Scott Mitchell, October 2010
I’m sitting in a bar in Northcote and Spiros1 is shifting nervously at the mention of a strange occurrence, he’s worried about the possibility of psychic phenomena. If he were to believe in the supernatural then the world may turn out to be something other than social (dis)order, he may discover a greater underlying meaning or purpose. Where some take comfort in this thought, Spiros is uneasy. For him the world is made up of relations – complicated, contingent, often difficult and ultimately unresolvable. Spiros’ work is unrelenting in its adherence to this schema, often to the point of being stubbornly obstructive – a drawn blind, an absent painting, a mass of obscured furniture, and here, instead of a sublime moment we are offered a quorum of chairs. Useful, no doubt, if you need to seat 7 and come to some consensus, but on a Saturday when you’re just looking for light relief…why do things have to be so complicated?
In a scene from David Attenborough’s 1998 documentary The Life of Birds, a lyrebird imitates the sound of a logger’s chain-saw.2 Attenborough narrates the scene in classic whispered tones while the lyrebird speaks the evidence of our entanglement. There is something deeply disturbing about this scene; a sickness has crept in. The lyrebird doesn’t care; doesn’t draw a distinction between culture and nature. It doesn’t understand that boundaries have been transgressed.
Contamination is inevitable. Things do not simply stand in relation to one another, they infect each other with their own condition – clear distinctions cannot be maintained. The lyrebird becomes the chain-saw, the studio becomes the artwork, the easel becomes…complicated.
When Eugene von Guerard first exhibited his most famous of paintings, Ferntree Gully in the Dandenong Ranges, in 1857 Victoria was in the grip of ‘fern fever’. Not some precursor to avian or swine flu, but a deep desire for that ‘most picturesque’ and ‘romantic’ of plants.3 Fern motifs adorned everything from ball gowns to butchers shops, by the end of the nineteenth century potted ferns could be found in all strata of society, from the working-class houses of Collingwood to the great Victorian mansions.
Fifty years on, my grandmother was keeping the tradition alive. The lush sheltered gullies of the Dandenong Ranges were a far cry from central Victoria and the chicken farm where she spent most of her adult life; she took matters into her own capable hands. A large fernery was established at the rear of the house – stag horns, tree ferns, maidenhairs – a disorder of fronds. She was blind in the end, yet she still kept up the watering, dragging around those half-inch hoses, spraying everything. Outside it was 42 degrees, white light, bleached concrete, and the smell of geraniums; inside, dark and cavernous, another world – magical. Despite Spiros’ aversion to the supernatural, ‘magic’ is a word I have heard him use. ‘Magic happens’, Spiros giggles, it doesn’t actually happen. Magic figures its possibilities, sketching them into the world, suggesting alternatives, gesturing to a space beyond the dust, the heat, and the chickens.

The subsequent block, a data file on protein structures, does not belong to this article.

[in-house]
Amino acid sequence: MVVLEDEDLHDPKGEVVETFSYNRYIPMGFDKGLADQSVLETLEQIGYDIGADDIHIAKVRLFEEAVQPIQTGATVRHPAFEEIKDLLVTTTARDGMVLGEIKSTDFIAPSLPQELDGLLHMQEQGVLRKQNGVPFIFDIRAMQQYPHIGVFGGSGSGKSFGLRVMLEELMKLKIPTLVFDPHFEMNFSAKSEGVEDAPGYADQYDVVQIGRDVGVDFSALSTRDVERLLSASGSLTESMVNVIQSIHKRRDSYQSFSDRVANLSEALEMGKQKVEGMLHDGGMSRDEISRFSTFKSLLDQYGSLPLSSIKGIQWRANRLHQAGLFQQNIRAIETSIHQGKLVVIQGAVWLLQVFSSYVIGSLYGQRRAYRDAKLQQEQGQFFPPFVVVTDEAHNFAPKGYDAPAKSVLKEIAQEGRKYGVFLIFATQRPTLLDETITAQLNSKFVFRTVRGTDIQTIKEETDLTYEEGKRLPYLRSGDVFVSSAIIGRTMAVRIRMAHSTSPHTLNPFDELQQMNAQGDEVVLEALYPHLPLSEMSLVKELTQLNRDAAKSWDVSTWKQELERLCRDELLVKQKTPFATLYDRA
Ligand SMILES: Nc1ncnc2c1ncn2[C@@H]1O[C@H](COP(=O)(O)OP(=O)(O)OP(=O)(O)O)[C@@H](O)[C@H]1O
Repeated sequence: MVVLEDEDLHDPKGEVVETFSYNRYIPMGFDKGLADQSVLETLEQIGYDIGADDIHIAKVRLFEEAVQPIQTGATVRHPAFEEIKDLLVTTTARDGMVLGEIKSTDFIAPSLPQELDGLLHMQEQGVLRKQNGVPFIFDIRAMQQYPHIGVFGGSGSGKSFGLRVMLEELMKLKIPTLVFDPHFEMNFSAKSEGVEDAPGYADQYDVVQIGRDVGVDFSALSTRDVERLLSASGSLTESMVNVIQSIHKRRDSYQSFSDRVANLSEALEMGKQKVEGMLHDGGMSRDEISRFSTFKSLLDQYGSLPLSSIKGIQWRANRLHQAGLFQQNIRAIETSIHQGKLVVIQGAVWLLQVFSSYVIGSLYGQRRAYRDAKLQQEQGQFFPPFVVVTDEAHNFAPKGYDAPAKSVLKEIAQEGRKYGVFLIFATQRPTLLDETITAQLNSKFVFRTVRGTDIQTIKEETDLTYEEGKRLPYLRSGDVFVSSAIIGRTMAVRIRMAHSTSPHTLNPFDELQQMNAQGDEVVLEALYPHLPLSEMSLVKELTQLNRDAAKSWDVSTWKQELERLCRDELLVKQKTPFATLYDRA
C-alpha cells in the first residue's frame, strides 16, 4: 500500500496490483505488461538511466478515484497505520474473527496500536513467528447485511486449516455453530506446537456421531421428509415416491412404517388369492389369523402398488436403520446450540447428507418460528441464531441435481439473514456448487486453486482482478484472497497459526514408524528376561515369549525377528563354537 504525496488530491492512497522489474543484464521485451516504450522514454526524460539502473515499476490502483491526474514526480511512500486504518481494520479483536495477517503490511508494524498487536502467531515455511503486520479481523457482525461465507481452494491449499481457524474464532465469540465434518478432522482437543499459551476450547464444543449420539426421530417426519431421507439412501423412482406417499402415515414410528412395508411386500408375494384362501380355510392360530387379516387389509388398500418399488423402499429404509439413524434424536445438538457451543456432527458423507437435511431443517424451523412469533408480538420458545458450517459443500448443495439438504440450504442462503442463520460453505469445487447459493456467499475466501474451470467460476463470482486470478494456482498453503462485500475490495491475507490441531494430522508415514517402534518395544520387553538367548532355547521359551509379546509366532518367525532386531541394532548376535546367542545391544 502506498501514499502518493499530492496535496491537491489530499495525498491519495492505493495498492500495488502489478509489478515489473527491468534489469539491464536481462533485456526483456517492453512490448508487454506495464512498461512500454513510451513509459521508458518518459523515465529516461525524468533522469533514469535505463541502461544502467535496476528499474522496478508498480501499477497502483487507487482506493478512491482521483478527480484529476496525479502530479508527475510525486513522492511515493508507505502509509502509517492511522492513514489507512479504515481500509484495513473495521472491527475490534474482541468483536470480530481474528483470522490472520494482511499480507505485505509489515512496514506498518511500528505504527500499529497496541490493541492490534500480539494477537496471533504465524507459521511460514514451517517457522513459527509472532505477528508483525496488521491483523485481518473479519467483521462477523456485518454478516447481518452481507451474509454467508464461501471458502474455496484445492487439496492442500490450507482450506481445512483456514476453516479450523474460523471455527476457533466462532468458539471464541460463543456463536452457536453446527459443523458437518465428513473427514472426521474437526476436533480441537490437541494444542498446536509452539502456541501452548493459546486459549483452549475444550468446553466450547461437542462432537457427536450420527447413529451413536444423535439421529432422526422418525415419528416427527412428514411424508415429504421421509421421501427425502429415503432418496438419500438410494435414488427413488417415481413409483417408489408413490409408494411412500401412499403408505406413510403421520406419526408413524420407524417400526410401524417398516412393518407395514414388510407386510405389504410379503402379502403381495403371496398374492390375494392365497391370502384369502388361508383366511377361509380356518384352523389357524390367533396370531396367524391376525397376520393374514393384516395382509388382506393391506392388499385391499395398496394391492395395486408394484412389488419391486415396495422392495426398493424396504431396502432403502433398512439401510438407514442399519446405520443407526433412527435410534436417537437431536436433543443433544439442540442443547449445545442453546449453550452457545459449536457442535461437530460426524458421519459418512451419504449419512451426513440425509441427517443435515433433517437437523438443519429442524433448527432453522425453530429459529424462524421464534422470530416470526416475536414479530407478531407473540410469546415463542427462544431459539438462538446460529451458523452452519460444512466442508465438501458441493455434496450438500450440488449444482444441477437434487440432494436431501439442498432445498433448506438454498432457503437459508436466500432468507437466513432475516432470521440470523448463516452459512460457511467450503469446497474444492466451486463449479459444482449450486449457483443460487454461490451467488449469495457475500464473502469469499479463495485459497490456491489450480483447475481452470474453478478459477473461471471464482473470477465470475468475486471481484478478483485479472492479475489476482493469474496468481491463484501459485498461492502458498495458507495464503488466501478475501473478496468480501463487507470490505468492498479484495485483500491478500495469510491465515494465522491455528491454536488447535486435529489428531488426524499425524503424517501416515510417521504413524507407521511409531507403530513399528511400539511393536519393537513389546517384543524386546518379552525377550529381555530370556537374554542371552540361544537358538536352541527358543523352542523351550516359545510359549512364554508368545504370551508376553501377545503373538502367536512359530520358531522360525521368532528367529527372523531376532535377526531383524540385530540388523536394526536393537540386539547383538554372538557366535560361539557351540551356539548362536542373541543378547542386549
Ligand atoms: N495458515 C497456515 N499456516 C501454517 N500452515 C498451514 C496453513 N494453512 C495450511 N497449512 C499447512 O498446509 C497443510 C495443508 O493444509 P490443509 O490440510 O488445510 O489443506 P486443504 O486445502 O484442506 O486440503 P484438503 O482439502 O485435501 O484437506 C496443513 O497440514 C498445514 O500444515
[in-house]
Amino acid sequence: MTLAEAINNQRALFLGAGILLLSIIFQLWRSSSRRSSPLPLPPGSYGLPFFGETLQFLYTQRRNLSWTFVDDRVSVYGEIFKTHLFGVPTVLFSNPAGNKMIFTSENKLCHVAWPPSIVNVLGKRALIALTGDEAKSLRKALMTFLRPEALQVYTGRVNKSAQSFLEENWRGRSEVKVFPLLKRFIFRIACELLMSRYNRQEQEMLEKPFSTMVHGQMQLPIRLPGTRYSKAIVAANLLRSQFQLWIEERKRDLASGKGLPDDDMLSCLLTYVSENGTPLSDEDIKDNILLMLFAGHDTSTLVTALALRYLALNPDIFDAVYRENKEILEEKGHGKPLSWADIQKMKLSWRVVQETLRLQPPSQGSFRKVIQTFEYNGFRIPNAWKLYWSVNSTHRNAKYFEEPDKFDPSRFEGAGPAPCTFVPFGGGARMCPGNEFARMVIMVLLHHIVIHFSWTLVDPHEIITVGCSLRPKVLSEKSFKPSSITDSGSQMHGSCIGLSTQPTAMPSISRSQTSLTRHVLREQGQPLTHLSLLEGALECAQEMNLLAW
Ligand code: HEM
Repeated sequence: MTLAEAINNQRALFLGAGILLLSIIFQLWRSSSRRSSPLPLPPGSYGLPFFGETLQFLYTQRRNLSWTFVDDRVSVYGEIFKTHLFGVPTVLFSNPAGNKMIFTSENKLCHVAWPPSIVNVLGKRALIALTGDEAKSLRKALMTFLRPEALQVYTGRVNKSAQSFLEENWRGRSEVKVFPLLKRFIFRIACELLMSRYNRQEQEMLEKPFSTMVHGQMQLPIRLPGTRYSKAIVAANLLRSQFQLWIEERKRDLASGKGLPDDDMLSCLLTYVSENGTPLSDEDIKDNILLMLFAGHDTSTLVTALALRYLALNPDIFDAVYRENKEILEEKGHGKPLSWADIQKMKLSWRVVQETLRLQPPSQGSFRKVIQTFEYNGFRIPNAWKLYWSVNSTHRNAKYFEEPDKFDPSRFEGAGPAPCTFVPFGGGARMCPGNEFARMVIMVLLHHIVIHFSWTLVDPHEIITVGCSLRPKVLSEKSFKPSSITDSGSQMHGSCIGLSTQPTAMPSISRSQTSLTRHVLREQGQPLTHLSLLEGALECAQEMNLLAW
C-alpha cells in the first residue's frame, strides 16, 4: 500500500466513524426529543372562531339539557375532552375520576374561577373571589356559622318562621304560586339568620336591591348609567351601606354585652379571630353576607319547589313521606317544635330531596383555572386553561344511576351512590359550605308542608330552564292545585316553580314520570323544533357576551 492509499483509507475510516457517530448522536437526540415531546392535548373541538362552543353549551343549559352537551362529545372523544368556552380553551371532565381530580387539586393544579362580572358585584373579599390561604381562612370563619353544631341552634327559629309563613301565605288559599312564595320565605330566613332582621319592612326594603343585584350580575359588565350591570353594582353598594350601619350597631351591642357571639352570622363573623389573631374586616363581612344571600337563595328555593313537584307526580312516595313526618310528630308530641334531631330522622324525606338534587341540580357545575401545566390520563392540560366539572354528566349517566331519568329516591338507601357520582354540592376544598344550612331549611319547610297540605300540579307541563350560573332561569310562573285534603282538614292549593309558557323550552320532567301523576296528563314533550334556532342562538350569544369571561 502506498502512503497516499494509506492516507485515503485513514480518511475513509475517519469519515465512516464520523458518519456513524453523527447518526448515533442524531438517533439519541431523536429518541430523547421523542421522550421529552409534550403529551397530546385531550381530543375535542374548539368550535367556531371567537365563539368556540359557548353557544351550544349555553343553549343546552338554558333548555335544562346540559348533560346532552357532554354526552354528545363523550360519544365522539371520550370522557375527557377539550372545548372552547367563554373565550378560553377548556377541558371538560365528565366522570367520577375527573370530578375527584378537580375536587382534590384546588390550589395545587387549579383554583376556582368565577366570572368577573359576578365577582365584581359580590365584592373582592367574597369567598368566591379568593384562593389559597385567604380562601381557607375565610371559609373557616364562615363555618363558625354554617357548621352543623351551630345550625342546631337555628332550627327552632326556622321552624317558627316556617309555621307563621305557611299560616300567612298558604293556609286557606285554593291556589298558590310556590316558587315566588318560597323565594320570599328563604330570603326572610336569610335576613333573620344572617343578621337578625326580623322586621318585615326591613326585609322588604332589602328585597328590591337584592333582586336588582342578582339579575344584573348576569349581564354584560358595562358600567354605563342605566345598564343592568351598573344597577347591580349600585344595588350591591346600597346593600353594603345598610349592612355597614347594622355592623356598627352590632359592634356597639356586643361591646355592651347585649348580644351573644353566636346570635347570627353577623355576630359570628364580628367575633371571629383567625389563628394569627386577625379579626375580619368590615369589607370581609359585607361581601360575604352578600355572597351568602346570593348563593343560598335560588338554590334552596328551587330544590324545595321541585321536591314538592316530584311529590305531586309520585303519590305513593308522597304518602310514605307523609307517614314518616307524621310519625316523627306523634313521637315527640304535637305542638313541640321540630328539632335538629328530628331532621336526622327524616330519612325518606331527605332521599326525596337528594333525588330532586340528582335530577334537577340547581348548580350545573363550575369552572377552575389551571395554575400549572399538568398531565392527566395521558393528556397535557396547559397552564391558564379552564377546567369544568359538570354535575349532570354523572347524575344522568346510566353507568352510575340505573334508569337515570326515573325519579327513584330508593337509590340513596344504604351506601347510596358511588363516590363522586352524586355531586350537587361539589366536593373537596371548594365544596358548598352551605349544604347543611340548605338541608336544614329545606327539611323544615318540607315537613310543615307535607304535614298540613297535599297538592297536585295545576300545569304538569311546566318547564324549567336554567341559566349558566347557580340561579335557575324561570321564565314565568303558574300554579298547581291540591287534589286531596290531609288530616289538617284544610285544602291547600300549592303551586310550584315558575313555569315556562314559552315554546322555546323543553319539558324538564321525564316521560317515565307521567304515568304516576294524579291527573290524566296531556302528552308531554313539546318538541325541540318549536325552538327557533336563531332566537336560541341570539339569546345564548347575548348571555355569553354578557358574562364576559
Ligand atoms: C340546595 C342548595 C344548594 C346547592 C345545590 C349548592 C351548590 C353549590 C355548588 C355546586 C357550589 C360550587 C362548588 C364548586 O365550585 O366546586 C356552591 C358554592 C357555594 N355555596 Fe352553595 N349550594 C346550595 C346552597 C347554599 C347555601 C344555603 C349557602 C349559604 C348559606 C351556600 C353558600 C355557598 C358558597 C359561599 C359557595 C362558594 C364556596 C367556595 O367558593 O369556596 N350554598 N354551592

‘Ferns!’ – the easel explodes with limp-wristed enthusiasm. It got bored with its role as support structure and wants to join the main event. I’m reminded of Spiros quoting George Baker, in a lecture, in a work, in a Midsumma festival exhibition.4 Baker is comparing minimalism to camp:
Camp turns minimalism into theater. Camp makes minimalism festive. Camp turns minimalism into objects of decor, into furniture or things to be used. And above all else, Camp simply adores the fact that Minimalism, in perhaps one of its greatest failures, thought it could escape the condition of subjectivity altogether – Camp really thinks this is so cute – and sad – for camp is nothing if not an extreme exacerbation of subjectivity, sensibility, taste.
Unlike the lyrebird, camp understands its transgressive nature. Through all its extravagance and excess, its fakery and theatre, camp knows it is the ‘original’ work that is the fiction. In this strange reversal of logic, camp brings things back to the world, returning them to complicated disorder.
Meaning, like magic, figures the world, sketching relations that are never fully present, yet never quite lost. This fall away from truth and certainty is what Susan Stewart has called the productive possibility of language. The fever that disrupts and infects is also the force by which new configurations become possible. Through a heightening of sensation, new modes of being emerge.
There’s no point pretending I have objective distance here – Spiros will be referred to as Spiros, not Panigirakis. ↩
Bonyhady, T. (2000). The Colonial Earth, Melbourne: Melbourne University Publishing, p. 103. ↩
Secret files from the working men’s college. Curated by Stephen Gallagher. RMIT Project Space, 2010. Spiro’s lecture is available online at http://www.youtube.com/watch?v=ZPigrUzrcqA, accessed Setember 25, 2010. ↩